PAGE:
Anyone who’s been with his or her partner for longer than a day knows that marriage has its ups and downs. But research by the Gottman Institute in the USA has shown that certain negative behaviors are more likely than others to result in divorce.
‘The basis of every good relationship is a strong sense of trust,’ says Michael McNulty, PhD, Gottman Master Trainer with the Gottman Institute and director of the Chicago Relationship Center, USA. ‘The partners have to feel like, ultimately, they have each other’s backs when it comes to the inevitable differences that arise between people. All relationships have conflicts, but how you deal with them and find fair compromises is key.’
Here are the top behaviors that tend to destroy marriages—and what you can do to counteract them:
Without question, it’s the worst of the worst behaviours. ‘Contempt is the number one predictor of divorce,’ says Sinead Smyth, LMFT, Gottman Master Trainer with the Gottman Institute and therapist at East Bay Relationship Center in California, USA.
‘Contempt is defined as anything that puts down your partner or conveys your superiority in some way to the other person.’ This includes using sarcasm or talking down to the person (‘Of course you’d say that’ or ‘You’re just like your father’), mocking them, or using non-verbal signs such as rolling your eyes or sneering.
Antidote: ‘Step back for a minute, and state your own needs. Do not attack or belittle the other person,’ says Smyth. Instead, approach it from the standpoint of how to find a solution by saying something along the lines of, ‘I’m upset because we’ve talked about this before. I need to find a way for us to keep the house cleaner.’
We all have bad days when we’re cranky or short with our loved ones, but remarks that treat your partner as if he or she has a character flaw is a huge no-no, says McNulty.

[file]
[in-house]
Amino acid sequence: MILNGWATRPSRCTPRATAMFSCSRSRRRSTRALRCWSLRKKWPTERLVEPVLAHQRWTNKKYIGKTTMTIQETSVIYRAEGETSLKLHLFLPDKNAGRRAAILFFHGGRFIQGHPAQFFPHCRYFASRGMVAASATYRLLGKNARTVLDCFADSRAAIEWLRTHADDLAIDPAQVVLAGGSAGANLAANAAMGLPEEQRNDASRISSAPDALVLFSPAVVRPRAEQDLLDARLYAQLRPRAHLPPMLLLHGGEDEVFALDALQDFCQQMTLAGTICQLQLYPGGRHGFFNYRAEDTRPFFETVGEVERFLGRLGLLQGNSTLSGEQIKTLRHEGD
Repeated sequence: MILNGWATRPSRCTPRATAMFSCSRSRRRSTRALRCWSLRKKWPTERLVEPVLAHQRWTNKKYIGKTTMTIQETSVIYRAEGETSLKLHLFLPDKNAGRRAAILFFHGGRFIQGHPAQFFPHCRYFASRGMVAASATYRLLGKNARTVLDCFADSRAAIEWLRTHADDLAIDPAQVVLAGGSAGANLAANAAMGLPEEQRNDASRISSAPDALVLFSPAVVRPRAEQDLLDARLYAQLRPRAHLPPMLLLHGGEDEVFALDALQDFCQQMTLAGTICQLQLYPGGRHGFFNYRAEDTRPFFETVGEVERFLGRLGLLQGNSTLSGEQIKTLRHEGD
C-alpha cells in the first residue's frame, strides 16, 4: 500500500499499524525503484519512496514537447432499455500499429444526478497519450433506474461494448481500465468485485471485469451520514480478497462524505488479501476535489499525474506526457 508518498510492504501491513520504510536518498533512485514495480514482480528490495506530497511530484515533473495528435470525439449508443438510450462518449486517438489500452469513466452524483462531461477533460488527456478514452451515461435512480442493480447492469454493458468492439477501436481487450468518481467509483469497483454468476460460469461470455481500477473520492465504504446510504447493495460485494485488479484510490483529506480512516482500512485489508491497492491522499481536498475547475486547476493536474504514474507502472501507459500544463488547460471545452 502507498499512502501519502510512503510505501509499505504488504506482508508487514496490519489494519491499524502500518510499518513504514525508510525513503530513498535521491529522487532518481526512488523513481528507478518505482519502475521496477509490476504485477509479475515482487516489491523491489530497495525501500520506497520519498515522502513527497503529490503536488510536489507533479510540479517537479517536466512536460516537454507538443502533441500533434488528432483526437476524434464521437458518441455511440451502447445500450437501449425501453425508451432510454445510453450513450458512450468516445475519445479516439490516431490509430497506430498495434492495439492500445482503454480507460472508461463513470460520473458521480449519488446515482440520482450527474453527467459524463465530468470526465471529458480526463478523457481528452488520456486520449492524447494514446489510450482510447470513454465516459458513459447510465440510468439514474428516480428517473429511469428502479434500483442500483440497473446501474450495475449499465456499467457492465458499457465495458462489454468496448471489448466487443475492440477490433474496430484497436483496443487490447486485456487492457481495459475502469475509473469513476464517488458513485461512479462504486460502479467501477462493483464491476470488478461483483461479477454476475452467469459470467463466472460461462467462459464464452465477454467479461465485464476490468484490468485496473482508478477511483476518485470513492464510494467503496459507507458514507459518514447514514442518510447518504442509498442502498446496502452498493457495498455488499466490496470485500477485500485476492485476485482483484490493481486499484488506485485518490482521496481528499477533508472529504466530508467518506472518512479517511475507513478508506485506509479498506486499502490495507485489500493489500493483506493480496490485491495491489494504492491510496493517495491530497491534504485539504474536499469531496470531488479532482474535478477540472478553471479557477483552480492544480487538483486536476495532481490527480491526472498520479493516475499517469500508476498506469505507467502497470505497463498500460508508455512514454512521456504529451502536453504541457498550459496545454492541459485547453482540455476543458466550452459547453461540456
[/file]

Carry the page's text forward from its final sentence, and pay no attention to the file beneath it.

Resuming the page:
For example, using absolutes like the words ‘never’ and ‘always’, such as ‘You are never on time’, or ‘You always forget to take out the trash’ are critical comments (and they’re probably not entirely accurate anyhow).
It’s natural to want to strike back when we’re feeling bombarded by our partner, says McNulty. ‘If we’re feeling criticised, we may say things in response to our partner’s attack such as, “You’re wrong. I do always remember to pick up the dry-cleaning,” or “You’re just being too picky.’” But defensiveness usually just escalates the situation.
Antidote: Take some responsibility—even if it’s just a small part of the problem and even if you don’t necessarily agree with the other person’s point of view. ‘The person wants you to relate to what they are saying.
They want to be heard,’ says McNulty. ‘The goal is collaboration.’ Instead of launching a counter-attack, say something such as, ‘You know, I could be better about taking out the trash,’ or ‘I really did forget to do that chore you asked and will try to do better next time.’
When you’re trying to have a conversation with your partner, it’s maddening if he or she is tuning you out—looking down, looking away, not engaging.
But the reason for stonewalling typically is that that person is feeling overwhelmed by the subject matter or what you’re saying. Your partner doesn’t know what to do or how to respond, so he or she shuts down.
Antidote: Recognising that the other person is feeling overloaded can help. In this situation, it’s fine for either you or your partner to say, ‘Let’s take a break right now,’ says Smyth.
If you’re the one feeling overloaded, say something like, ‘I want to hear what you’re saying, but I just walked in the door,’ or ‘I’m too upset right now. Can we talk in a little bit?’ Or if you sense your partner is feeling attacked, offer to return to the topic later.
‘The idea is to recognise the negative behaviours that are predictive of divorce and to use various tools as a couple to work against them,’ says Smyth.
From Woman’s Day